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May 4, 2012

Laying Low

Laying Low

I am not a patient person when it comes to myself. This might be more true than ever when it comes to my body. Doctors in general are not exactly known for being the best patients, so perhaps this is where some part of my personality come together badly and definitely not for my own good.

Recently, running along the waterfront in Sydney, Australia, I felt a pang in my right calf. I stopped, rubbed it out, slowed down. After an ibuprofen and a long flight back to the US, it seemed fine. I ran on it the following week with the occasional twinge, but nothing horrible. Did some extra stretching, wore my newly beloved compression socks, and tried to suppress the thought that this thing kind of hurt and maybe I should pay attention to it.

Then I flew to Spain. Didn’t run the first couple of days, but when I did…oh…ouch! This time it was a deep pain that would not subside. It was with me the rest of the trip and was only minimally better when I arrived home. Of course (and feel free to quietly laugh to yourself if you have done this too), I chose to ignore this and run again the next day…

Bad idea. But you see the thing was that my 10 year old asked to run with me and he was so sweet and how could I resist. He was equally sweet when he asked if I wanted to lean on him on the way home.

The following morning the pain was still just as bad. Now I am worried.

I text a friend who is an internist: Do I need to worry about DVT??

(This is an abbreviation for deep venous thrombosis – a potentially very dangerous blood clot that can form in the leg and – occasionally – they can break free, travel to your lungs, and kill you. Frequent long-distance air travelers are at known risk for DVT)

He called.

Does it hurt at rest?

Me: Yes, right now.

Him: (Silence) Well…it’s probably not a DVT, but it would definitely be in the differential diagnosis and you have been traveling a lot…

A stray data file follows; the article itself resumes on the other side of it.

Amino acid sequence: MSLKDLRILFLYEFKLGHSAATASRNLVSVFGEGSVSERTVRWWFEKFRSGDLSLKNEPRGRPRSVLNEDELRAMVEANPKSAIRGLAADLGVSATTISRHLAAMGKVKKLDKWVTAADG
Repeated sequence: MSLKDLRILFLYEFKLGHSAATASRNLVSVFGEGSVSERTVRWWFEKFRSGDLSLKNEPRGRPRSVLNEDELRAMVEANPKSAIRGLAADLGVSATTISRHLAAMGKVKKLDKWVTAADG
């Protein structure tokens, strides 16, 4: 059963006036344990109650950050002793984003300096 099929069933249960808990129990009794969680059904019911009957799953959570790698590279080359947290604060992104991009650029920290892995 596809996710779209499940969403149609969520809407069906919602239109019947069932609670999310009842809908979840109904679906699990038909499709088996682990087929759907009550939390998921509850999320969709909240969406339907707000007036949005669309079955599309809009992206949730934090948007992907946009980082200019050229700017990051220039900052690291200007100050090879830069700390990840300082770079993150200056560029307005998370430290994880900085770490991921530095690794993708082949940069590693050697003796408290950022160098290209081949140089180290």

Me: Do I need to rule it out?

Him: It’s not a bad idea.

The next morning, I describe the whole thing to my personal physician.

Her: It’s most likely a strain…did you say it hurts at rest?

Me: It does now, but not as much as yesterday.

She looks a long time at my leg, squeezes it, pokes it…looks at her watch.

She: I am going to send you across the street for an ultrasound. Just to be safe.

So, kids in tow, I hobble over to the radiology center across the street. Now my kids are worried. They follow me into the room with the ultrasound tech. My 10 year old decides that doppler ultrasound of my leg is more interesting than the game he is playing on his iTouch.

30 minutes later, I get the all clear. No clot. Phew!

On the other hand…my leg still hurts.

If you are like me and live a busy life with a lot of responsibility, it can be hard to take time out to heal. I have a hard time simply giving myself permission and I find my head fills with crazy amounts of self-talk about losing ground and not being that injured and simply not having the time to be injured. But what does that really mean? How can you not have the time to be injured?

When I was in medical school I remember a teacher telling me that patients never read the text book before they come in. (Though now many have read something on the internet…) What they meant was that while you occasionally see a textbook case of this or that, the individual variations are pretty vast. Injures might heal in an average time of X, but your body might need X+1, or Y or something else. Me, I have read the book, but I still forget repeatedly that the reason we have the saying Time Heals All Wounds is that there is a lot of truth in it.

So I wait.

And I am trying to convince myself that by waiting I will heal faster which actually means waiting less than if I tried to run today and hurt myself more. Not sure that psychology is going to get me far, but it seems to take the edge off.

And maybe later, a glass of wine.

Happy Friday!

Jacqueline

 

 

3 Comments

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  1. Dawn
    May 5, 2012 at 2:57 pm #

    So did the doc determine what the cause was? Have you pulled something do you think? I know it is difficult, extremely frustrating but you MUST rest it if you are in pain, maybe do something else, (I know you struggle for time), use a bike or swim and see if that can be done pain free, if not then rest completely for a few days and see how you go…(of course, I am not a professional, that is just what I would do…hahaha…no, actually what I would do is exactly what you did, carry on…but I KNOW what one SHOULD do, just use your instinct, and listen to that inner voice!!) 😉

    Feel better soon. 🙂

    Dawn

    • Jacqueline Jacques
      May 14, 2012 at 2:55 pm #

      Hi Dawn – I have been such a BAD blogger lately. Life is just a bit more crazy than the usual crazy. No determined cause. Actually I now have pain in both calves…I think the next step is to see a physical therapist, but to do that I have to have time…so I keep hoping it will just get better on its own 🙂

      And seriously, who would have thought that compression socks would be so exciting in my 40s! I am very intrigued by the ones with ice packs. Why is it that when I started running no one told me I would need a dedicated dresser for all the gear?

      Jacqueline

  2. Dawn
    May 7, 2012 at 12:57 pm #

    (OMG…you would not believe how long it has just taken me to get a photo put onto this Avatar thingy…I am not very technically minded!!!!)